You will be given opportunities to test your understanding of the subject informally before you complete the formal assessments that count towards your final mark. This may take the form of practice or ‘formative’ assessments for which you will receive feedback from your tutor. Formative assessments are developmental and any marks you receive do not count towards your overall module mark. There is at least one formal or ‘summative’ assessment towards the end of each module. The marks from summative assessments do count towards your overall module mark.
Assessment methods vary, but your programme specification will provide more information on the specific methods used on this course. You can find out more about the assessment methods used across the University in the assessment guide on the Academic Advice pages.
Balance of assessment
The balance of assessment will vary depending on any option modules you choose. Assessments are broken down into coursework, written exams or practical. Coursework covers both written work such as essays and reports and practical work such as the preparation of a portfolio and project outputs completed on many art and design programmes. Exams include both formal written exams and in-class time-constrained assessments or TCAs. Practical assessments largely consist of oral presentations and contributions to seminars, and competency-based activities such as clinical or lab skills.
|25 percent coursework||65 percent written exams||10 percent practical|
|65 percent coursework||35 percent written exams||0 percent practical|
|40 percent coursework||35 percent written exams||25 percent practical|
|85 percent coursework||0 percent written exams||15 percent practical|
|50 percent coursework||15 percent written exams||35 percent practical|
|75 percent coursework||15 percent written exams||10 percent practical|
Please note: The percentages above do not include any pass/fail elements as these do not contribute to the overall degree classification. All modules must be successfully completed for credit to be awarded.
You will receive feedback on all assessed coursework and practical assignments and we aim to provide this within three weeks. Feedback on examinations is also available on request.
Assessment feedback is intended to help you learn and you are encouraged to discuss it with your module leader.
What are the course entry requirements?
A typical offer will include GCSE Maths and English at Grade C or above and a minimum UCAS Tariff score of 96-112 points.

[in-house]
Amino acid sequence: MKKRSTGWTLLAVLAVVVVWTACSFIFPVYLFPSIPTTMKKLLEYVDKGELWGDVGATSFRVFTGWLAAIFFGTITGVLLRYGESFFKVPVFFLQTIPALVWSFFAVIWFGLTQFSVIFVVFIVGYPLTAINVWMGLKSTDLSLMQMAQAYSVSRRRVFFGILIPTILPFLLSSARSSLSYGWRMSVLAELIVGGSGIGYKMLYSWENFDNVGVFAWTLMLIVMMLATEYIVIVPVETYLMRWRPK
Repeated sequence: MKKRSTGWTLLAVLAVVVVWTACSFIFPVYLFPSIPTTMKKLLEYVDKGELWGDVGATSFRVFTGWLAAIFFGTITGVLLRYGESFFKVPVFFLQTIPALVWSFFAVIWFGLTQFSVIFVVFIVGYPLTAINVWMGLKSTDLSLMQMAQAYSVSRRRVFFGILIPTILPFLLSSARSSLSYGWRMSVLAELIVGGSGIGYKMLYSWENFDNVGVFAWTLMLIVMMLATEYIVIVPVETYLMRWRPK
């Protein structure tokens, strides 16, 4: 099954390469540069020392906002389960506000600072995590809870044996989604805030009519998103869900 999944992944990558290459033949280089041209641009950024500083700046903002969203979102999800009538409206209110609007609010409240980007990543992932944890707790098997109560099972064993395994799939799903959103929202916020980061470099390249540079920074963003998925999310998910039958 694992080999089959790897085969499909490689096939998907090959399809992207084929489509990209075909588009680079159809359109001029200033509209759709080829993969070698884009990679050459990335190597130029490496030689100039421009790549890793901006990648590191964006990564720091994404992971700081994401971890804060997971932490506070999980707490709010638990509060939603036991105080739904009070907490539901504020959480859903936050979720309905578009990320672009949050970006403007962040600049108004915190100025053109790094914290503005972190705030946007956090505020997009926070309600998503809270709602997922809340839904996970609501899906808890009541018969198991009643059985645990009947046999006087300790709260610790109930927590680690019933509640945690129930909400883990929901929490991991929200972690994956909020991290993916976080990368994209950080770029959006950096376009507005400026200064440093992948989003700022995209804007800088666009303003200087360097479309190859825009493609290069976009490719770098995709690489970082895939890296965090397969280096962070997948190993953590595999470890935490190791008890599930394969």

A minimum of two full A-levels (or equivalent) is required.
For further details of our international English entry requirements, please visit our international pages.
This module map provides a list of the modules that make up your course.
Each module is worth a specified number of credits (typically either 15 or 30 credits for undergraduate courses). Compulsory (or ‘core’) modules cover key subject knowledge, while ‘option’ modules enable you to develop your own interests. For a full-time course you must take modules worth a total of 120 credits at each level of the course. The number of option modules you can take depends on the number of compulsory modules at each level. You can find more information about how your course is structured via the Academic Advice pages.
Our teaching is informed by research and employer requirements, and modules change periodically to reflect developments in the subject area. In addition, where we have insufficient numbers of students interested in an option module, this may not be offered. If an option module does not run, we will advise you as soon as possible and help you choose an alternative module.
The modules available on this course are as follows:
Year 1 Modules
- Bioenergetics of Human Movement
- Foundations of Exercise Physiology (optional)
- Introduction to Biological Psychology and Cognitive Psychology
- Introduction to Developmental and Social Psychology
- Introduction to Personality and Applying Psychology (optional)
Year 2 Modules
- Foundations of Sport and Exercise Psychology
- Psychological Research Methods
Year 3 Modules
- Developmental Psychology
- Quantitative Research Methods in Psychology
Year 4 Modules
- Applied Sport and Performance Psychology (optional)
- Cognition and Emotion in Sport and Exercise Psychology (optional)
- Cognitive Processes in Psychology
- Qualitative Research Methods in Psychology
Year 5 Modules
- Working with a Client
- Historical and Conceptual Issues in Psychology
- Issues in Personality and Individual Differences
Year 6 Modules
- Professional Development and Employability (optional)
- Empirical Dissertation
- Social Psychology
How much does it cost
Part Time Home and EU: £4,700 per year
Most courses will involve some additional costs that are not covered by your fees.
Fees quoted are for the next intake and are subject to change. Fee costs for subsequent years may rise in line with inflation, course delivery costs or subject to government regulations.
For information on financial assistance to support your learning, visit our Undergraduate Fees and Funding section.
How do I apply?
For application details please visit bucks.ac.uk/applynow
Dr Cheryl Pitt
Dr Julia Robertson